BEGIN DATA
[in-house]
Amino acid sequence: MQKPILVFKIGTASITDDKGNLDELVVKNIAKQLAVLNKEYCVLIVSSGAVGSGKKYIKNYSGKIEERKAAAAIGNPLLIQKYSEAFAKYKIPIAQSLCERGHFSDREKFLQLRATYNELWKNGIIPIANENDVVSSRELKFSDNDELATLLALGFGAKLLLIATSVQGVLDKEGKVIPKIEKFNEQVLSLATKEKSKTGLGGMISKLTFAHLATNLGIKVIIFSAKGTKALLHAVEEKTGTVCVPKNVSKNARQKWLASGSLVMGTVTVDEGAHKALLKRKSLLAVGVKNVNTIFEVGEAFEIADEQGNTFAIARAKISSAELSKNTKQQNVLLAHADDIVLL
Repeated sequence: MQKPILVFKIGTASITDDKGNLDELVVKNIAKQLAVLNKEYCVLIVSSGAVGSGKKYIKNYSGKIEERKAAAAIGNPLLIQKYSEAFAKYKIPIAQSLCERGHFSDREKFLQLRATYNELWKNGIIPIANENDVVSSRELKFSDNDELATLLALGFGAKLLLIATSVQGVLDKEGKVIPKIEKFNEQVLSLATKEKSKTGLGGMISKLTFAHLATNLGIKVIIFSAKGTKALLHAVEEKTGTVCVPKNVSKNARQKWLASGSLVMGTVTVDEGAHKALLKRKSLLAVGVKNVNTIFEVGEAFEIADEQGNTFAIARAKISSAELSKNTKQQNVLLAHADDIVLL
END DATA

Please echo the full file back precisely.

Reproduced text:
[in-house]
Amino acid sequence: MQKPILVFKIGTASITDDKGNLDELVVKNIAKQLAVLNKEYCVLIVSSGAVGSGKKYIKNYSGKIEERKAAAAIGNPLLIQKYSEAFAKYKIPIAQSLCERGHFSDREKFLQLRATYNELWKNGIIPIANENDVVSSRELKFSDNDELATLLALGFGAKLLLIATSVQGVLDKEGKVIPKIEKFNEQVLSLATKEKSKTGLGGMISKLTFAHLATNLGIKVIIFSAKGTKALLHAVEEKTGTVCVPKNVSKNARQKWLASGSLVMGTVTVDEGAHKALLKRKSLLAVGVKNVNTIFEVGEAFEIADEQGNTFAIARAKISSAELSKNTKQQNVLLAHADDIVLL
Repeated sequence: MQKPILVFKIGTASITDDKGNLDELVVKNIAKQLAVLNKEYCVLIVSSGAVGSGKKYIKNYSGKIEERKAAAAIGNPLLIQKYSEAFAKYKIPIAQSLCERGHFSDREKFLQLRATYNELWKNGIIPIANENDVVSSRELKFSDNDELATLLALGFGAKLLLIATSVQGVLDKEGKVIPKIEKFNEQVLSLATKEKSKTGLGGMISKLTFAHLATNLGIKVIIFSAKGTKALLHAVEEKTGTVCVPKNVSKNARQKWLASGSLVMGTVTVDEGAHKALLKRKSLLAVGVKNVNTIFEVGEAFEIADEQGNTFAIARAKISSAELSKNTKQQNVLLAHADDIVLL